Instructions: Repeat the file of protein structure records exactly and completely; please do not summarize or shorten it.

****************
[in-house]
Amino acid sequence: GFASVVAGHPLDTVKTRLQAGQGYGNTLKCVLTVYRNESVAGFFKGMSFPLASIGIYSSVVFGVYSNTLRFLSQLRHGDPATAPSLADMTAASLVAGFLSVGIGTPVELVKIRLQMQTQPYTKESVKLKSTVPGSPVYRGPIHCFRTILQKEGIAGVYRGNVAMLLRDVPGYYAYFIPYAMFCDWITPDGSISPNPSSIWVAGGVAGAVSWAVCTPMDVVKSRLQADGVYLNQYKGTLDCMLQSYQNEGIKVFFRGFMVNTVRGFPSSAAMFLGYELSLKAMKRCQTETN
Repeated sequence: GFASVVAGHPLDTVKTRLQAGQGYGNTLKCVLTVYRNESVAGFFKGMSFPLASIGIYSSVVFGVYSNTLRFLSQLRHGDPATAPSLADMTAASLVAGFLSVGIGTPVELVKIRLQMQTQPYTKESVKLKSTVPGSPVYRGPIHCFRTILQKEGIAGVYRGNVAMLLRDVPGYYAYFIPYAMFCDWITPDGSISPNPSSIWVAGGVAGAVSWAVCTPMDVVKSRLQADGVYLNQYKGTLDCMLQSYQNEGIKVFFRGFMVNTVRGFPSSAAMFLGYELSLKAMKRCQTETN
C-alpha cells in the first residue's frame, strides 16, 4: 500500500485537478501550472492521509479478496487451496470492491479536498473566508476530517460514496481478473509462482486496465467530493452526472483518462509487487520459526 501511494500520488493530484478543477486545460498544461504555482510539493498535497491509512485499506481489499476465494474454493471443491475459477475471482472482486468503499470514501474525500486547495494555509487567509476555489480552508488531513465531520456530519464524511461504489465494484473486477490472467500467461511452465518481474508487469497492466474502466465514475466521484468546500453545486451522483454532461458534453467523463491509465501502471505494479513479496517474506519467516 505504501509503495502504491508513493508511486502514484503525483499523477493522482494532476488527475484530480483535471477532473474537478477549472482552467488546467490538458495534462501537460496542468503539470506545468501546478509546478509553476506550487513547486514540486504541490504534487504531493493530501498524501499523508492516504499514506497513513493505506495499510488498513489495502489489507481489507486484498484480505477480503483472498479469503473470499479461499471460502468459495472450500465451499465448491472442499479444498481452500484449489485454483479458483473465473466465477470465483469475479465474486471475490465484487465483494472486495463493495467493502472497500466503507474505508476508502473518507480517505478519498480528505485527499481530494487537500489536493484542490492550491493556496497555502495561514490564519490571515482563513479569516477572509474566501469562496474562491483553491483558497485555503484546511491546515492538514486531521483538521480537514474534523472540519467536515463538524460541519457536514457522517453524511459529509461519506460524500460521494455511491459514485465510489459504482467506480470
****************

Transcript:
[in-house]
Amino acid sequence: GFASVVAGHPLDTVKTRLQAGQGYGNTLKCVLTVYRNESVAGFFKGMSFPLASIGIYSSVVFGVYSNTLRFLSQLRHGDPATAPSLADMTAASLVAGFLSVGIGTPVELVKIRLQMQTQPYTKESVKLKSTVPGSPVYRGPIHCFRTILQKEGIAGVYRGNVAMLLRDVPGYYAYFIPYAMFCDWITPDGSISPNPSSIWVAGGVAGAVSWAVCTPMDVVKSRLQADGVYLNQYKGTLDCMLQSYQNEGIKVFFRGFMVNTVRGFPSSAAMFLGYELSLKAMKRCQTETN
Repeated sequence: GFASVVAGHPLDTVKTRLQAGQGYGNTLKCVLTVYRNESVAGFFKGMSFPLASIGIYSSVVFGVYSNTLRFLSQLRHGDPATAPSLADMTAASLVAGFLSVGIGTPVELVKIRLQMQTQPYTKESVKLKSTVPGSPVYRGPIHCFRTILQKEGIAGVYRGNVAMLLRDVPGYYAYFIPYAMFCDWITPDGSISPNPSSIWVAGGVAGAVSWAVCTPMDVVKSRLQADGVYLNQYKGTLDCMLQSYQNEGIKVFFRGFMVNTVRGFPSSAAMFLGYELSLKAMKRCQTETN
C-alpha cells in the first residue's frame, strides 16, 4: 500500500485537478501550472492521509479478496487451496470492491479536498473566508476530517460514496481478473509462482486496465467530493452526472483518462509487487520459526 501511494500520488493530484478543477486545460498544461504555482510539493498535497491509512485499506481489499476465494474454493471443491475459477475471482472482486468503499470514501474525500486547495494555509487567509476555489480552508488531513465531520456530519464524511461504489465494484473486477490472467500467461511452465518481474508487469497492466474502466465514475466521484468546500453545486451522483454532461458534453467523463491509465501502471505494479513479496517474506519467516 505504501509503495502504491508513493508511486502514484503525483499523477493522482494532476488527475484530480483535471477532473474537478477549472482552467488546467490538458495534462501537460496542468503539470506545468501546478509546478509553476506550487513547486514540486504541490504534487504531493493530501498524501499523508492516504499514506497513513493505506495499510488498513489495502489489507481489507486484498484480505477480503483472498479469503473470499479461499471460502468459495472450500465451499465448491472442499479444498481452500484449489485454483479458483473465473466465477470465483469475479465474486471475490465484487465483494472486495463493495467493502472497500466503507474505508476508502473518507480517505478519498480528505485527499481530494487537500489536493484542490492550491493556496497555502495561514490564519490571515482563513479569516477572509474566501469562496474562491483553491483558497485555503484546511491546515492538514486531521483538521480537514474534523472540519467536515463538524460541519457536514457522517453524511459529509461519506460524500460521494455511491459514485465510489459504482467506480470